JavaScript and Decimal Places, A Shortcut to Insanity

Uhhhh, who invited Gottfried to the Party?

Uhhhh, who invited Gottfried to the Party?

 

So after spending a couple of days trying to work through the freeCodeCamp algorithm script Exact Change I came across a rather unexpected issue.

In JavaScript (0.1 + 0.2 === 0.3) is false.

After running around in circles crying foul and threatening my laptop with a number of things that would break the Geneva Convention I had a look around the internet to see if anyone else had experienced the same problem.

It turns out that my anger was misdirected at my laptop (apologies); in fact it should have been aimed at a young man by the name of Gottfried Lebiniz, the inventor of binary.

The problem is that computers speak in the language called binary (a sequence of Zeros and Ones) meaning that numbers have to be stored in a format called “binary floating point”. This format is designed in such a way that it is unable to actually represent the true value of some decimal places.

In JavaScript 0.1 + 0.2 actually equals 0.3000000000000004.

Confused? Yeah me too, until I chanced across this video, it’s about 30 mins long but if you can get through it, you’ll no longer be preparing to hang your computer’s toes over some burning coals, but quickly googling good old Gottfried in order to put a curse upon him (he died in 1716 just fyi, I guess someone else got to him first). Also you might just learn a thing or two about how binary floating point works.

 

 

If you’d like some more information on the floating point format I’d recommend the website http://floating-point-gui.de.

As for the freeCodeCamp’s Exact Change … move over Ben Affleck, Math.round() has just become my new best friend.

 

pain in the… back

plank of wood

me yesterday

So for my current day job I sit at a desk for 7-8 hours a day, and when I get home from that and hit the coding books, I’m back at another desk for 1-2 hours. This ongoing routine of sitting awkwardly has resulted in my back becoming stiffer than a 2×4 plank of wood.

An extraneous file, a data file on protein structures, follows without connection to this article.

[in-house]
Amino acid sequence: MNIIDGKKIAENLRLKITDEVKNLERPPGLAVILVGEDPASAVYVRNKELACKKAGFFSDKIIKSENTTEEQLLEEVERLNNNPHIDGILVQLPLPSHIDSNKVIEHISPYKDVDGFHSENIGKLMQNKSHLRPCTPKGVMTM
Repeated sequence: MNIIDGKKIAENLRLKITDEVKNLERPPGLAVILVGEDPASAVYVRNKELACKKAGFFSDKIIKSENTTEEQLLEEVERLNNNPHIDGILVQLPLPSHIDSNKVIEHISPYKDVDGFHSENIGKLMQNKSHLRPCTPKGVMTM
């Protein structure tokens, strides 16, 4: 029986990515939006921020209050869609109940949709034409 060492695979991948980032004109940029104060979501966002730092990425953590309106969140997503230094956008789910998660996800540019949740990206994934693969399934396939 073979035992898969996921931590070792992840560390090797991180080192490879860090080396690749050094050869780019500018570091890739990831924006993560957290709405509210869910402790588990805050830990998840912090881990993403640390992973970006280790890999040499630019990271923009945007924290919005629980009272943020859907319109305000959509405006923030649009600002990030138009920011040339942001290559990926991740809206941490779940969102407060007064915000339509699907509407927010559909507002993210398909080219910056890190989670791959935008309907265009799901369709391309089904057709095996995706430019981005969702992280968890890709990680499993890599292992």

Recently some kind soul who’s name I cannot for the life of me remember now (forgive me mystery angel) passed me a link to this video and it’s been a real boon to both my spine and sanity.

So I thought I would pass on the favour.

I might suggest that you try and find a quiet, discrete spot to perform these exercises, as you may get a funny look or two when flapping your arms up and down or climbing an imaginary ladder.

Good luck and keep climbing!

I Built This!

 

See the Pen Free Code Camp Weather App by Luke (@escrew7) on CodePen.

This is my version of the Free Code Camp Weather App written up on Codepen. I’m pretty happy with how it has turned out. A couple of things I am particularly stoked about are the toggle on the degrees <div> where you can click to change from Farenheight to Celsius; and the minimal design of the app, which I think is suited to its purpose.

Free Code Camp along with Khan Academy have, to me, been two of the better free web development learning platforms. Both boast strong challenges along with great support networks for when you run into coding problems. Free Code Camp has really pushed me to my limits with JavaScript and on more than one occasion I’ve stormed off complaining about how the site is cheating me, only to realise that I’ve spelt “function” wrong.

One feature I’ve really enjoyed about Free Code Camp is that you can enter into a “contract” with the Camp, where each month you donate a sum of money to a choice of charities until you finish your selected certificate. It’s really rewarding knowing that you are achieving your goals of learning code whilst also giving others less fortunate a leg up in achieving their own dreams. I decided to donate monthly to the http://www.blackgirlscode.com/ school and have been 9 months.

freeCodeCamp is no walk in the park by any means, but if you really push yourself, the rewards that come from completing algorithms and projects is legit.

https://www.freecodecamp.com/

Give it a shot.